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That’s one marriage proposal. That’s two. That’s three — this one put to poster board, above a phone number in the 650 area code.

“It had an actual phone number on it!” Miles Teller said the next day, reflecting on the hormone-heavy red carpet crowd that came out to Seattle’s Pacific Place the night before for the screening of his new film, “Divergent.”

“Also, this dude came up to me and asked me if I needed any weed.”

You take Teller in, and the comparisons to actor John Cusack are spot on: The flat, deep voice, the small mouth at the bottom of a long face. The eyes. But there is a brightness to Teller, a comedic energy that Cusack never had when he was 27. Maybe ever.

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“I said ‘No.’ ” said Teller of the weed guy at the movie. “Then he asked me to sign his dollar bill, and then he took a picture of me signing his dollar bill.

“So maybe that buck with my signature is worth two bucks.”

And getting more valuable all the time.

Teller is in the running for The Next Big Thing, as the film roles and industry recognition that started with his first role opposite Nicole Kidman in “Rabbit Hole” are stacking up like, well, marriage proposals.

He plays the small but notable role of Peter in “Divergent,” a movie based on the young-adult book series that is expected to hit as hard as “The Hunger Games.”

Last month, he was named to the cast of “The Fantastic Four,” portraying Reed Richards, otherwise known as Mr. Fantastic.

And after his upcoming film “Whiplash” opened the Sundance Film Festival — Teller co-stars with J.K. Simmons as a drum prodigy being browbeaten to greatness — Rolling Stone’s Peter Travers wrote that “Festivalgoers practically hoisted him on their shoulders.”

Wrote Travers: “Teller has always been a promising actor, but with ‘Whiplash,’ it’s star-is-born time.”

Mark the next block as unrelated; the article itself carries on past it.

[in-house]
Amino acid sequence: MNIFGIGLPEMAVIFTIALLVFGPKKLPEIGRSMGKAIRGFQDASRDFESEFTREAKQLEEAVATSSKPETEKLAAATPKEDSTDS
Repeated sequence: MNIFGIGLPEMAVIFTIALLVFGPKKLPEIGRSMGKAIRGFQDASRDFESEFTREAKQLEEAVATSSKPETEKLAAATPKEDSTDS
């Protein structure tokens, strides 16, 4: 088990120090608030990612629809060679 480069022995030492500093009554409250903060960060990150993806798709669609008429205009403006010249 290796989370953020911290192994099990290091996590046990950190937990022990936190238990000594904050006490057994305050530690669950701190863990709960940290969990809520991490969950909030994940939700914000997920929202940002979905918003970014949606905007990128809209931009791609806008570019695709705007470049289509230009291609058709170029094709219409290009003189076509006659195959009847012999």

Teller was the class clown at his Hernando, Fla., high school, which ignited his interest in performing.

But then one day he was doing a skit that was supposed to be serious — and his classmates laughed anyway.

“And I thought, ‘I don’t want to be thought of as a joke’. And that’s when I started doing dramatic stuff.”

He attended New York University, and then landed the role opposite Kidman in “Rabbit Hole.”

The class clown was now playing a young man who had killed a little boy. Nobody was laughing; rather, they were noticing Teller’s burgeoning skill.

He did two boys-are-dumb movies (“21 and Over” and “That Awkward Moment”) and then joined his friend Shailene Woodley in 2013’s “The Spectacular Now,” an intelligent, tender film about a partier who matures in love with a classmate. It marked his first love scene.

“It was very honest, it was very natural,” Teller said. “There was no timetable on it. We did four or five takes, and you’re doing the sex — doin’ the sex — and then you just hear, ‘Cut!’ and you realize there’s a bunch of people in the room.

“What was weird was doing the voice-overs to that,” he said. “We had to both, at separate times, go into a sound booth in New York and do moans and breath, the sounds that you didn’t get clean audio on that day. Pretty weird.”

Teller isn’t just tumbling through scripts. He is choosing film roles with a sense of his own Big Picture. Mainstream comic fare. A franchise. A starring role in an independent film. A comic-book film.

After the “Fantastic Four,” Teller has signed on to star in “Bleed for This,” a film based on the true story of boxer Vinny Pazienza, which is executive-produced by Martin Scorsese.

“For me, I have a wide palate and as an actor, I want to feel like I can do everything,” Teller said. “But at the end of the day, you can’t. You can’t be an action star or a comedy guy and do the dramatic stuff. It just doesn’t work like that.

“I did ‘Divergent’ and I wanted something small and dramatic and that’s when ‘Whiplash’ came about.”

Teller is surprisingly levelheaded and grounded, thanks in part to his family. He grew up in Downingtown, Pa., with his parents — Merry, a real estate agent, and Mike, a nuclear-plant engineer — and his two older sisters. The family moved to Florida when he was 13 and, after taking an acting class in high school, he attended summer acting programs and was accepted to New York University’s Tisch School.

He keeps his friends close, living in Los Angeles with two guys from high school, and drives a 14-year-old BMW. He spent his first big paycheck on a 42-inch LG television, and has since bought a handicapped van for his uncle and a van for his sister. He’d like to pay off his parents’ mortgage.

“I was always surrounded by love and support and all that,” he said. “So I’m not doing this for therapy. I love it.

“They say that once you hit 27, you’ve kind of got it figured out. I think I’ll be all right.”

As for his career arc moving forward, he looks to the versatility of actors like the late Philip Seymour Hoffman (“Friggin’ … that’s so sad”), Tom Hanks and Dustin Hoffman. And he keeps an eye on Ryan Gosling.

“I’ll take any movie that he’s not doing.”

Nicole Brodeur:

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